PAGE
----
|Cover Artist: Colin MacNeil|
Original Price: $1.50
Title: "The Price"
Writer: Chris Cooper
Artist: Fred Harper
Letterer: Ul Higgins
Colorist: Joe Andreani
Editor: Richard Ashford
Editor in Chief: Tom DeFalco
A robbery of a store has turned into murder, and Vengeance has arrived to deal with the killer. After wasting his bullets, the criminal says that he's heard of the Ghost Rider, and begs him not to kill him. Vengeance replies that his hand shoots hellfire, then asks if he knows what it would do to his head. Vengeance blows the criminals head off, answering "now you know".
Two days later, Michael Badilino walks the streets, having just learned that the criminal he killed was a cop - one gone bad. Stopping in front of an electronics store, Badilino watches a news report on the cop's murder. David Johnson apparently spent his off-duty hours involved in armed robbery and murder, linking him to six different crimes. Hardly anyone attended Johnson's funeral, and the report closes with a shot of Johnson's son, Billy. Badilino tries to convince himself that the kid will get over it, but eventually decides that it won't be that easy.
Soon, Michael goes to the Johnson home to speak to his wife. She tells him that David was a good man until Billy came down with a tragic heart condition. The insurance company wouldn't pay for the experimental treatment, so David took to robbery to pay the bills. When Badilino asks to speak to Billy, his mother realizes that the locked cabinet where David kept his gone is open and empty. The two rush to Billy's room, only to find him gone - they then hear him on the roof, shouting for Vengeance to come to him. Badilino climbs onto the building's rooftop, where he finds Billy waving the gun around, yelling that he'll kill innocent people below until the Ghost Rider comes to him. Michael approaches the kid and tells him to start by shooting him, to pretend that he's the Ghost Rider and that maybe he did have something to do with his dad's death. Finally, Billy hands the gun to Badilino, who tells him that vengeance consumes humanity without considering the high price of the lives it ruins. Billy asks Michael if the Ghost Rider is happy having killed his dad. Badilino replies that he's not sure what the Ghost Rider feels, but he thinks he's in a cold, hard place right now.
Vengeance assumed the mantle of the "new" Ghost Rider in Ghost Rider (1990) # 46. The original Ghost Rider and his human host, Dan Ketch, died in Ghost Rider/Blaze: Spirits of Vengeance (1992) # 18.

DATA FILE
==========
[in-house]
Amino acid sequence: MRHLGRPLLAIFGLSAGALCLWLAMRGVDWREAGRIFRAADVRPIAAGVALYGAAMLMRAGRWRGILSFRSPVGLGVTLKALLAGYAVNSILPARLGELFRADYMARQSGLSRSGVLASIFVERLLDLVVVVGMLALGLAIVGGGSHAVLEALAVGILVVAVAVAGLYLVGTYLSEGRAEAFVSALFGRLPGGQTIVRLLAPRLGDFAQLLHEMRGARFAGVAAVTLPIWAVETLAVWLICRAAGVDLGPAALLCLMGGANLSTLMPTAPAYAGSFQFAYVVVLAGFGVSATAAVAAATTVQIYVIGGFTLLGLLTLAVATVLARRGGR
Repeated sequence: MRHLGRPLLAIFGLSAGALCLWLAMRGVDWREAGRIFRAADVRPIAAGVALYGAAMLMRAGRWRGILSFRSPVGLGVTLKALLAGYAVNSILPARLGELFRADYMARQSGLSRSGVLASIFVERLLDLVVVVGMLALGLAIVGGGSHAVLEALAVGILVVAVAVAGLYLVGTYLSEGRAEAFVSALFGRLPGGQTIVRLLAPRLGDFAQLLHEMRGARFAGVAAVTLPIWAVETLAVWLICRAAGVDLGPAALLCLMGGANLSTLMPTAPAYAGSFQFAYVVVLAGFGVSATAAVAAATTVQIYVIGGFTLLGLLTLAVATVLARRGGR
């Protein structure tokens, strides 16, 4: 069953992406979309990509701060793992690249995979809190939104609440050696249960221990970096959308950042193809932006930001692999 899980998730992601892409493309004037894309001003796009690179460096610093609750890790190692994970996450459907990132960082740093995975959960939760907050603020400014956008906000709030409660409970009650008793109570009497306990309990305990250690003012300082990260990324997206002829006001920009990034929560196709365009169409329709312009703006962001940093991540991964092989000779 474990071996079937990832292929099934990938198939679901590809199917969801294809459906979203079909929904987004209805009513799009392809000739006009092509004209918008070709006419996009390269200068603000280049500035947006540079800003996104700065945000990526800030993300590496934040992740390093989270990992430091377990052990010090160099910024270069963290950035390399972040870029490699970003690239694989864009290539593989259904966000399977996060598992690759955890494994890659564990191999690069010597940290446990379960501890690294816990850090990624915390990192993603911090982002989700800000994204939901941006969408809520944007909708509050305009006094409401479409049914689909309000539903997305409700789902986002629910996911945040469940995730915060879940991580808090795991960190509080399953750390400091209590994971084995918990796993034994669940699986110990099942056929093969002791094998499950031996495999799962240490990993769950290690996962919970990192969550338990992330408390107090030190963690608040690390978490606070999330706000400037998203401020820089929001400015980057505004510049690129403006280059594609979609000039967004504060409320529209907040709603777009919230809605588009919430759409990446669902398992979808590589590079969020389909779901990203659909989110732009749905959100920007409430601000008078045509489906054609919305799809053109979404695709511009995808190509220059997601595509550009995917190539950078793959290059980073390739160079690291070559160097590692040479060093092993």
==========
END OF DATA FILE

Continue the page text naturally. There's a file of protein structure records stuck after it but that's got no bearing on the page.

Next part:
This issue of Marvel Comics Presents also contained stories featuring the Daughters of the Dragon, Namor, and the Starjammers.
In a sharp contrast to the mediocre-at-best story from the previous two issues, Chris Cooper's ongoing Vengeance serial for MCP provides a story that's actually quite good, if a bit standard.
As I've said before, I have respect for any writer who can craft a full story into the meager 8 pages that Marvel Comics Presents allowed. Most writers failed horribly with this, but sometimes creators got it right, and this is one of the shining examples. Instead of producing yet another "lame villain fights hero" story, Cooper delves into more ambiguous territory, showing the ramifications of vigilantism. Finally we're seeing signs of the Chris Cooper that created the excellent Darkhold series, and it's not a moment too soon.
This story also toys around with a different aspect of Vengeance, that the demon is the darker, more violent side of Badilino. This was a concept originally conceived for the original Johnny Blaze Ghost Rider, before the Zarathos story was adopted, and it's interesting to see the idea revisited here. As Vengeance, Michael has no mercy nor remorse for those he strikes down - but as a normal man, he finds himself wracked with guilt over the fate of Billy's father and what he ultimately did to the boy himself. Of course, I'm never one for a happy ending - so I'd have preferred to see poor Billy kill himself instead of the slightly cliched ending we see here. But I'm also a bit of a sadist, so I won't deduct any points for it (ha ha). Also, in a roundabout way, this story alludes to the ultimate fate awaiting Vengeance and Badilino a few years from now - though that obviously is just a coincidence.
Jones and Harper turn in a much better job with the artistic chores this issue, and in fact only slip into their bad habits during the panels with (the unrecognizable) Linda Wei and her news broadcast.
In effect, this issue shows to the readers that even a Spirit of Vengeance can feel the burning, numbing pain of hellfire - and the Vengeance serial begins to improve.